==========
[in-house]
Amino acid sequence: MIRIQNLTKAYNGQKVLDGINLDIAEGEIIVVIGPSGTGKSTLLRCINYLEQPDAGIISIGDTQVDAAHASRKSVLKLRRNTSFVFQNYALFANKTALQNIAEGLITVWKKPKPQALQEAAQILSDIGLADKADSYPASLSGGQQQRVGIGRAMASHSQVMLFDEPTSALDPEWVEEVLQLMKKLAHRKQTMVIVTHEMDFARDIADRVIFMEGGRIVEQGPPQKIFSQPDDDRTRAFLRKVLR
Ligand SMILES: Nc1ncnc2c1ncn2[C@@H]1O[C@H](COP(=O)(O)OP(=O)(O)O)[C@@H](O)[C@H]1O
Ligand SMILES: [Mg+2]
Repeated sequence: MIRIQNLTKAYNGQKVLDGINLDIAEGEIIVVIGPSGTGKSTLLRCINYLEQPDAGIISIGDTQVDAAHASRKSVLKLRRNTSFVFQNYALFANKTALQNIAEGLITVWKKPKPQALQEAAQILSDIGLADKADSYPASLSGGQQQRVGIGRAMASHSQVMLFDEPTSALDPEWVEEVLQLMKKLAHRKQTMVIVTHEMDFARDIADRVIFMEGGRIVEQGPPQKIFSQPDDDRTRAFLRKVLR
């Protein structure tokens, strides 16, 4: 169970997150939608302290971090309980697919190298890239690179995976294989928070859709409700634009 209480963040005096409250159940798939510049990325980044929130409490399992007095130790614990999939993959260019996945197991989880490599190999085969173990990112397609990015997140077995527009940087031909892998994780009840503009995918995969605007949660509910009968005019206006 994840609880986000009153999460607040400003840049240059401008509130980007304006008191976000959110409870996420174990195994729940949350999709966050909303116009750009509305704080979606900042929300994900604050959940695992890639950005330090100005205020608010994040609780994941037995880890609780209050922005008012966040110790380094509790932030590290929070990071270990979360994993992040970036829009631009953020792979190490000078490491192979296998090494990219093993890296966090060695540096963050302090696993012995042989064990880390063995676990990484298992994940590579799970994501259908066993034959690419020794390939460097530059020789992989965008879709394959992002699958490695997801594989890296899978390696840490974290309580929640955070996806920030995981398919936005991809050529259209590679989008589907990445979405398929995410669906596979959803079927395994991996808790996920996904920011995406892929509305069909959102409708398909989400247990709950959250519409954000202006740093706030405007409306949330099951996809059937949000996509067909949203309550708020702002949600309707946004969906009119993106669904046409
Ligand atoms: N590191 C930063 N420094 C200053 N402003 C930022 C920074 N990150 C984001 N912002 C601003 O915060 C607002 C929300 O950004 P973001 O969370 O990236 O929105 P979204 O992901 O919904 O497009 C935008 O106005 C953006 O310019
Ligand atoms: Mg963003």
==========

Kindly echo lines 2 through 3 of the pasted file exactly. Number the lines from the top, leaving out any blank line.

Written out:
Amino acid sequence: MIRIQNLTKAYNGQKVLDGINLDIAEGEIIVVIGPSGTGKSTLLRCINYLEQPDAGIISIGDTQVDAAHASRKSVLKLRRNTSFVFQNYALFANKTALQNIAEGLITVWKKPKPQALQEAAQILSDIGLADKADSYPASLSGGQQQRVGIGRAMASHSQVMLFDEPTSALDPEWVEEVLQLMKKLAHRKQTMVIVTHEMDFARDIADRVIFMEGGRIVEQGPPQKIFSQPDDDRTRAFLRKVLR
Ligand SMILES: Nc1ncnc2c1ncn2[C@@H]1O[C@H](COP(=O)(O)OP(=O)(O)O)[C@@H](O)[C@H]1O